We knew we had the pace to win, then it's just a case of playing out the pace to finish. We knew we had the cars for a one-two but we didn't manage to achieve it in Melbourne. It's what we wanted this weekend, so we are very happy and relieved to have delivered that.

    This sport is just the same as it always was - Formula 1 gets more complicated every year and that's the real beauty of it. People enjoy that complexity - we enjoy operating in it and I think people enjoy watching it. But the racing is just the same - Lewis was out the front dominating the race. That's just normal stuff. We've made history today - this is our first one-two since 1955.

    BBC Sport also reports Red Bull team principal Christian Horner remained happy despite Daniel Ricciardo's disastrous ending:

    When you consider where we were a month ago just to see the chequered flag was a result.

    It [Ricciardo's car] doesn't look like the car has got on the jack properly [at the pit stop]. The front-left then didn't attach. We think the problem with the wing may well have been done on the front jack we need to take a look at the video.

    He got stuck in at the start and he is a real quality act and I have been nothing but impressed with him since he arrived. I think there is a lot to come from him.

    Per a live post-race interview with Sky Sports, winning driver Lewis Hamilton noted:

    I'm so grateful really really happy, the team have done an incredible job [...] Great to be able to have a one-two.

    [...] We're in the most difficult climate and the car was fantastic, we've got to keep on pushing.

Winners in Malaysia

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    Fastest in qualifying, this was a procession for Lewis Hamilton.
    Fastest in qualifying, this was a procession for Lewis Hamilton.Vincent Thian

    Lewis Hamilton, Nico Rosberg and Mercedes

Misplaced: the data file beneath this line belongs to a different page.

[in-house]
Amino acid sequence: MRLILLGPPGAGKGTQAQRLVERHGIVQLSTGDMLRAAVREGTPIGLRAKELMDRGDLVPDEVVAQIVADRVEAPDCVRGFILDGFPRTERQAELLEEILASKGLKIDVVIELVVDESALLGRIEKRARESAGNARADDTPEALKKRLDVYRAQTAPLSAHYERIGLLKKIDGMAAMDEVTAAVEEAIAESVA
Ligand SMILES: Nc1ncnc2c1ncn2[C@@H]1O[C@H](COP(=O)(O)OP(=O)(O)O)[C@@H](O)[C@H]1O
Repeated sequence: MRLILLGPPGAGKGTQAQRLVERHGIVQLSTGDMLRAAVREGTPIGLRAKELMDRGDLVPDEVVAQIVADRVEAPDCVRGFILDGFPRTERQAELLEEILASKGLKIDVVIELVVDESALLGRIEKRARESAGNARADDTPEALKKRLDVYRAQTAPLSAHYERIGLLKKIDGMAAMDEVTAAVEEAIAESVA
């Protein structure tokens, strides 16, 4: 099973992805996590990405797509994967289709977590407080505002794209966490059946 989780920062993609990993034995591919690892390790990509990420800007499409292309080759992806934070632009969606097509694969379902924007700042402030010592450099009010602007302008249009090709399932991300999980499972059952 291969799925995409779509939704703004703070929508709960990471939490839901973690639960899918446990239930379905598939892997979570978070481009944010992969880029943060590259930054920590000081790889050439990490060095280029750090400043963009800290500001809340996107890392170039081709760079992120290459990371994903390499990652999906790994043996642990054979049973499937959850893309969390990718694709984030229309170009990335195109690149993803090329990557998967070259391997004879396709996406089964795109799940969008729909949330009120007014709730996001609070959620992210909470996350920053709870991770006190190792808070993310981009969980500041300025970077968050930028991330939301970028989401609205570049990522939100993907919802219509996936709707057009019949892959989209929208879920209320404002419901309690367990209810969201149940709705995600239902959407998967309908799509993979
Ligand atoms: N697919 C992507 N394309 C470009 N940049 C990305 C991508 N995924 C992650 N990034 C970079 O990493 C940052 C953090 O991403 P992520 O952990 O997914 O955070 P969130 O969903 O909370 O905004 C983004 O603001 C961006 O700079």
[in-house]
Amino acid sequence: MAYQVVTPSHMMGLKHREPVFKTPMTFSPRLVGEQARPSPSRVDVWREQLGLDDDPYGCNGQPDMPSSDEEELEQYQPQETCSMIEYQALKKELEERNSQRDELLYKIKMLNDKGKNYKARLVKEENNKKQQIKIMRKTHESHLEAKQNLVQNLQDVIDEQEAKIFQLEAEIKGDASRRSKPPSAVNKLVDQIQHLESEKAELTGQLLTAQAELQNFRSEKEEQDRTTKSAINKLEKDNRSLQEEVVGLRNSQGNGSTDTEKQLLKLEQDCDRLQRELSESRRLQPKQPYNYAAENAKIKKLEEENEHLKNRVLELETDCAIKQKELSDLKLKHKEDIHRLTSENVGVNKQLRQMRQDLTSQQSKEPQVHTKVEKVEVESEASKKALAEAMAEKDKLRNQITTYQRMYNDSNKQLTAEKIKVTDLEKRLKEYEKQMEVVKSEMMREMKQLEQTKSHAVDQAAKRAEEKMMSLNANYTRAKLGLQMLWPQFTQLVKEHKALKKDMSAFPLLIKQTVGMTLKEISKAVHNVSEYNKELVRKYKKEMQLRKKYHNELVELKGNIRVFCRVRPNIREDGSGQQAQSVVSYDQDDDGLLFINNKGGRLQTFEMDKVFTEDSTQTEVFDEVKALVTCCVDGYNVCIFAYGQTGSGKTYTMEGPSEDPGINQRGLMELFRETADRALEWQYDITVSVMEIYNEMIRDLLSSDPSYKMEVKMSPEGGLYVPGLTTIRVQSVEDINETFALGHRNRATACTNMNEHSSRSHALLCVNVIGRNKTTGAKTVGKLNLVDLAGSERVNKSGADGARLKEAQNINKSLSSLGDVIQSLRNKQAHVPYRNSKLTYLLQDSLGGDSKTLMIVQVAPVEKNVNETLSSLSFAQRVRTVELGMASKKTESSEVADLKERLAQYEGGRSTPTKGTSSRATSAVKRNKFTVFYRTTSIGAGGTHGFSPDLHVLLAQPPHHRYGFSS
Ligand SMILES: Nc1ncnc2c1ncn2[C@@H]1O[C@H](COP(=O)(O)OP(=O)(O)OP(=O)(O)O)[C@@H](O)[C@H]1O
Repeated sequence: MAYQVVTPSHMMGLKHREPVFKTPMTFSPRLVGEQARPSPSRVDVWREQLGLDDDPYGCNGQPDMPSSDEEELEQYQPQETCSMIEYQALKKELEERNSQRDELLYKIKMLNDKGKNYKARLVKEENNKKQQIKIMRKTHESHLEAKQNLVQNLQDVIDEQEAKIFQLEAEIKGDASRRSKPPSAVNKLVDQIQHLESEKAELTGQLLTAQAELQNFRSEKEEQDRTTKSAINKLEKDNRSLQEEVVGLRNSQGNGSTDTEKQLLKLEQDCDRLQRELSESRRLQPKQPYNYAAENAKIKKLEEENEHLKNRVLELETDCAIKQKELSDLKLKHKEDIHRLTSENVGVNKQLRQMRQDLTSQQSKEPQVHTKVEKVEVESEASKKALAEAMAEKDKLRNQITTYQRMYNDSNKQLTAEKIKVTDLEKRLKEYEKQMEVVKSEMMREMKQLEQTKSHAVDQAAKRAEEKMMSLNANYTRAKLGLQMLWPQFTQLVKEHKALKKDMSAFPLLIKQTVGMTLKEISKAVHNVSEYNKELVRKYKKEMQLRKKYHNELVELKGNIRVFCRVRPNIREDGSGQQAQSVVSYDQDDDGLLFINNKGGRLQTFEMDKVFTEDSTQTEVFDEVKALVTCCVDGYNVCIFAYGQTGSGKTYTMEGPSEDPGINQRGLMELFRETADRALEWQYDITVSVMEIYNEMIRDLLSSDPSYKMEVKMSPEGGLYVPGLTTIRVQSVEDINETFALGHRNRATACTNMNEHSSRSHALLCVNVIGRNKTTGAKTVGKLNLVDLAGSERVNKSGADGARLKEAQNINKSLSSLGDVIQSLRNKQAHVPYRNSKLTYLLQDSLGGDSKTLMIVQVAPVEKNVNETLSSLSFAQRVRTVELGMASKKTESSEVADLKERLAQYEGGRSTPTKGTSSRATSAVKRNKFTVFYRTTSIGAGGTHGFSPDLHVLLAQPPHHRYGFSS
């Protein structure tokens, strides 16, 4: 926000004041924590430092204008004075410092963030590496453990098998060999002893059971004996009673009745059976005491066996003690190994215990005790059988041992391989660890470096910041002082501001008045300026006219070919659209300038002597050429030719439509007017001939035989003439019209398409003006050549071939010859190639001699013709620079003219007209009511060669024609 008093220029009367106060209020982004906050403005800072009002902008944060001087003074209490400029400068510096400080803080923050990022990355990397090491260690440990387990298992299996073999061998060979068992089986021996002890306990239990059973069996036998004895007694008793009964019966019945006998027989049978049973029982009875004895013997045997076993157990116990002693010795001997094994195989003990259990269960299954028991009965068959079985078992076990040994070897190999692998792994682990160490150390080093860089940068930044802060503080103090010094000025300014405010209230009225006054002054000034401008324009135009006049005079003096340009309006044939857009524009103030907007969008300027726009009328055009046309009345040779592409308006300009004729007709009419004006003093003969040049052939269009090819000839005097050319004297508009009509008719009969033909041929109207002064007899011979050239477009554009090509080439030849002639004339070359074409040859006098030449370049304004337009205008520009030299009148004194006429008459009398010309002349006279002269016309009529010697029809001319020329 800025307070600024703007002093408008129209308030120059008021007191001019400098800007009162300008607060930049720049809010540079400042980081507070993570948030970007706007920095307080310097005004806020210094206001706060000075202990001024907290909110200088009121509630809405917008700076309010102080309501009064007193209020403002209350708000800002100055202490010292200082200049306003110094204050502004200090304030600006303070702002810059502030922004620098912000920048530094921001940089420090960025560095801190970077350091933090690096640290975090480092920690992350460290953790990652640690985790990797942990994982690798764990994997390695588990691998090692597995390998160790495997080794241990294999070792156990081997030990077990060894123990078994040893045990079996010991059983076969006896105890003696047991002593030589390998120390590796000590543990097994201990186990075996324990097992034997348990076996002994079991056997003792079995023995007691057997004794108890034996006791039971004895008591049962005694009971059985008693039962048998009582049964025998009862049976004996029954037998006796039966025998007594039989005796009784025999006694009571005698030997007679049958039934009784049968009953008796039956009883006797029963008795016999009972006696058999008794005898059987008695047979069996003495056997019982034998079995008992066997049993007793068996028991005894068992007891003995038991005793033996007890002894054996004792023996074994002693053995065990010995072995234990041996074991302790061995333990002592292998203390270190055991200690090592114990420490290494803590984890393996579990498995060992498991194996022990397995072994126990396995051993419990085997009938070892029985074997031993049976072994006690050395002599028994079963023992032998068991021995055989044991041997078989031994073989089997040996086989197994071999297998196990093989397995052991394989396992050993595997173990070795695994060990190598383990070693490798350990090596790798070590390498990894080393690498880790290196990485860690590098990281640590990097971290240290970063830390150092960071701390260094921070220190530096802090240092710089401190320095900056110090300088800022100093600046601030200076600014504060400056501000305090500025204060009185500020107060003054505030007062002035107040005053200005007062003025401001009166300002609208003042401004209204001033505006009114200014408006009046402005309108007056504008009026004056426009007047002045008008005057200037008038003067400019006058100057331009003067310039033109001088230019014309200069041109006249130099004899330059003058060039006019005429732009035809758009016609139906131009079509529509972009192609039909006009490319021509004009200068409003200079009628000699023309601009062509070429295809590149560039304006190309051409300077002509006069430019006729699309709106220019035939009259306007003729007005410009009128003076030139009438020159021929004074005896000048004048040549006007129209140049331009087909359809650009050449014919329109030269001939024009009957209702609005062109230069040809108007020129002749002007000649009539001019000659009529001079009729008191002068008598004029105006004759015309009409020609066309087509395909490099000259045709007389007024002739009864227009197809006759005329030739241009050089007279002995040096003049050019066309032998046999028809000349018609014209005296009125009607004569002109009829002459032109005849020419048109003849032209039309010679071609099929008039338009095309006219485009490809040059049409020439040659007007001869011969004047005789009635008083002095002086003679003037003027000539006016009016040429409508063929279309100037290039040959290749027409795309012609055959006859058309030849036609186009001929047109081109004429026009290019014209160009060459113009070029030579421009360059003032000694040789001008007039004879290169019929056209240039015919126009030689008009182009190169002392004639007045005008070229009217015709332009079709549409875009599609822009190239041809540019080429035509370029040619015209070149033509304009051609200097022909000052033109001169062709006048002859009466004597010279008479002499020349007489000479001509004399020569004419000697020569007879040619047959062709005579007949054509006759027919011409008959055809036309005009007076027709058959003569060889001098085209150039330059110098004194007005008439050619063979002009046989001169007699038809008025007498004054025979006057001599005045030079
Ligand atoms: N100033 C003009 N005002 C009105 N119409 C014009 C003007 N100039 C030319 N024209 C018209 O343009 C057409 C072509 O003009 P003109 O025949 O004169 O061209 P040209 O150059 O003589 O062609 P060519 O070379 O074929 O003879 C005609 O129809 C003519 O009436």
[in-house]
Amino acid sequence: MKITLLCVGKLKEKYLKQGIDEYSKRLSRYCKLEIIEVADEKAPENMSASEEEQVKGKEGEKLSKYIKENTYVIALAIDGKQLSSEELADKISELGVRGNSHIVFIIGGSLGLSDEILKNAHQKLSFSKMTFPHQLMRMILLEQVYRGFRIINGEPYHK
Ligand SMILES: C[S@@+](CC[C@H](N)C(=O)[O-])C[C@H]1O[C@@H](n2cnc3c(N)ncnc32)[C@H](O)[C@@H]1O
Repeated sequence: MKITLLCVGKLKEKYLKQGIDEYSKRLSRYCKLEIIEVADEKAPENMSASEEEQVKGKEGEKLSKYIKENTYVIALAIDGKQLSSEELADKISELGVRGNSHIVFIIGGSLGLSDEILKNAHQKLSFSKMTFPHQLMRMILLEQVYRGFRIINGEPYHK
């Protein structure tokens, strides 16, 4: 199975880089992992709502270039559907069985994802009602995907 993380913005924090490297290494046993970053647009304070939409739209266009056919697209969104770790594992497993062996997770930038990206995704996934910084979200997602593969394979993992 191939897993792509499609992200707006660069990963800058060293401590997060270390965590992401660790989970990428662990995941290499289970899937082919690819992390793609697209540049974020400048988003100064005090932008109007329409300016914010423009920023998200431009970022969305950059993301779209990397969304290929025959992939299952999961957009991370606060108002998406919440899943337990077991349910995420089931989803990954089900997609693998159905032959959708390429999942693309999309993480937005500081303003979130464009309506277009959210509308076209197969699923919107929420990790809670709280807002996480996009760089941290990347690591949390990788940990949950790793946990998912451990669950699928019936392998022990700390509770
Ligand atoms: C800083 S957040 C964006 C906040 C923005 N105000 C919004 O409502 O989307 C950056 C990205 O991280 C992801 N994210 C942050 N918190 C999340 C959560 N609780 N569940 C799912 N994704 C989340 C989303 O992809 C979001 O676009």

There's no doubt whose race this was. It became an absolute procession for Mercedes with their first one-two finish in Sepang.

    From pole to chequered flag, Hamilton was imperious and there was simply no chance of anyone catching him. Pit strategy from the team was perfect and both drivers got quicker throughout. 

    If any further warning were needed to show just how far ahead the Mercedes car is than its competitors, it was provided right from the off, Hamilton streaking into the opening corner closely followed by Rosberg.

    The effortless way in which the cars powered away from the rest of the field provides an ominous insight into how much the other F1 teams must improve to stop this result becoming an all too familiar one throughout the rest of the 2014 race season.

Losers in Malaysia

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    Daniel Ricciardo's pit crew ensured that all of his hard work in this race was undone.
    Daniel Ricciardo's pit crew ensured that all of his hard work in this race was undone.Lai Seng Sin

    Daniel Ricciardo

    Poor old Ricciardo. The Red Bull driver had been flying around the Sepang circuit with consummate ease until a disastrous pit stop on Lap 41.

    A loose tyre meant he had to be pushed back into the pit lane by his pit crew, losing vital seconds.

    If that wasn't bad enough, just a lap later damage to the front of his car saw him right at the back of the pack.

    Five pit stops in total were needed before a retirement just three laps from home.

    It was simply not good enough from Red Bull.